The Merrick Garland waiting game

I thought I had discovered an insight into the obstruction tactics that the Republic Senate had in place to thwart President Obama’s nomination to the Supreme Court. It seemed to me like their strategy would be to have their cake and eat it too. Simply put, they would wait until they found out whether a Republican won the presidential election this November. If a Republican won, they would wait for that Republican to nominate a successor to fill the Supreme Court vacancy. If, on the other hand, a Democrat won nomination; then, and only then, would they act on the centrist nominee President Obama nominated. In effect, they could either have a moderate of they lost or a foaming-at-the-mouth, rabid-dog conservative if they win.

But it turns out that insight isn’t really required any longer. The Republican party seems well past the point where they try to hide their political games from the public; now, they come right out and tell you their delay tactics.

From Reuters:

Two key U.S. Senate Republicans signaled they would be open to considering after the Nov. 8 presidential election President Barack Obama’s Supreme Court nomination of Merrick Garland, the centrist judge who was set on Thursday to begin meeting with senators.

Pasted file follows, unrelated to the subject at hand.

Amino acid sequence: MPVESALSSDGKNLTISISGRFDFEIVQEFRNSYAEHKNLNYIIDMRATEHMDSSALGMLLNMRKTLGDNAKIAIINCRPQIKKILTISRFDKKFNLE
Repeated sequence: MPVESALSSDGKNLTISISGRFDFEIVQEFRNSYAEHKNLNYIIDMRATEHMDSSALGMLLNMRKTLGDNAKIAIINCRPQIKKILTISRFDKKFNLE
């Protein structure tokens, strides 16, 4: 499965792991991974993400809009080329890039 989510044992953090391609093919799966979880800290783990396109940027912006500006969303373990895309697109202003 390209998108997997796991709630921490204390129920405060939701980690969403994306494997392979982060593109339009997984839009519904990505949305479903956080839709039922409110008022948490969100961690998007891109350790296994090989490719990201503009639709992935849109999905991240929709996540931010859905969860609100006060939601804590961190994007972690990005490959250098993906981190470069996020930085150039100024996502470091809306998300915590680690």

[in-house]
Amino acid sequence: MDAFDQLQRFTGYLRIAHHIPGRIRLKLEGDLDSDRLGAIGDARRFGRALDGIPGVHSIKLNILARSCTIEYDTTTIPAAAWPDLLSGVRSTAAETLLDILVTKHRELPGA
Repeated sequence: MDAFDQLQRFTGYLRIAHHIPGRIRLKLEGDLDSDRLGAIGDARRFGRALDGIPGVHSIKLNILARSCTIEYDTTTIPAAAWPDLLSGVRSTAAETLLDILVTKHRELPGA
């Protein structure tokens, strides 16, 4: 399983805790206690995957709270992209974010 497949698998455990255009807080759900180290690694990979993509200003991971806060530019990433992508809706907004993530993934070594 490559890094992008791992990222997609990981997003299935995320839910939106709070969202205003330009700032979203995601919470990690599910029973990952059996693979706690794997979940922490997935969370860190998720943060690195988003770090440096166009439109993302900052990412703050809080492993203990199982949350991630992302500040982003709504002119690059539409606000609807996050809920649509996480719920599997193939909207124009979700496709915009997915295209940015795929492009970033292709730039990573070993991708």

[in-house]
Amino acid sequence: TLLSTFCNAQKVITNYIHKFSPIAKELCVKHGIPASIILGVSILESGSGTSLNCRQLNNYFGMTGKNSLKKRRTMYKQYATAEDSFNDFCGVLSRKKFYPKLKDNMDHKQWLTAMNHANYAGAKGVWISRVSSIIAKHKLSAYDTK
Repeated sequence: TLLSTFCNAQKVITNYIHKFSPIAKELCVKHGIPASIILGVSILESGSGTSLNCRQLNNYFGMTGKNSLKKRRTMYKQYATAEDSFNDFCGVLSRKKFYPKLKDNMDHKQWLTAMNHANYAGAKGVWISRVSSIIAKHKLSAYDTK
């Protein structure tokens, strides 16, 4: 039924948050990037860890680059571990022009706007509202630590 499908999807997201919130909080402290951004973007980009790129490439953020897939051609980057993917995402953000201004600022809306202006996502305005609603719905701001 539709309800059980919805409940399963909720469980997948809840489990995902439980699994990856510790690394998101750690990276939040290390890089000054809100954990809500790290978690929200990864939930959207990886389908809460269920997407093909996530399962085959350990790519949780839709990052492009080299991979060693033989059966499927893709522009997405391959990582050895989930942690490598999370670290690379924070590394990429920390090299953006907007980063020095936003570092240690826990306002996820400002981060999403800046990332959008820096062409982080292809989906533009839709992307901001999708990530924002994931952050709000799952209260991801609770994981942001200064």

Flake said while Republican leaders were “fully justified” in delaying action on confirmation, if the Republicans lose the White House race the Republican-led Senate “ought to look at this nomination in a lame-duck session in November.”

“I would rather have a less liberal nominee like Merrick Garland than a nominee that Hillary Clinton, if she were president, would put forward,” Flake told Fox News Channel.

I can’t say that it comes as any great surprise. After all, the Republican party appears to be swirling down the toilet. I doubt that they feel like there is time to worry about secret politics. After all, if they don’t do something, their entire, antiquated way of life will vanish.

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Marisa

I am a writer of words, a thinker of thoughts, a changer of genders, and a queerer of life. I am an antagonist of the ordinary; and while I do tolerate it, I also look at it with contempt.

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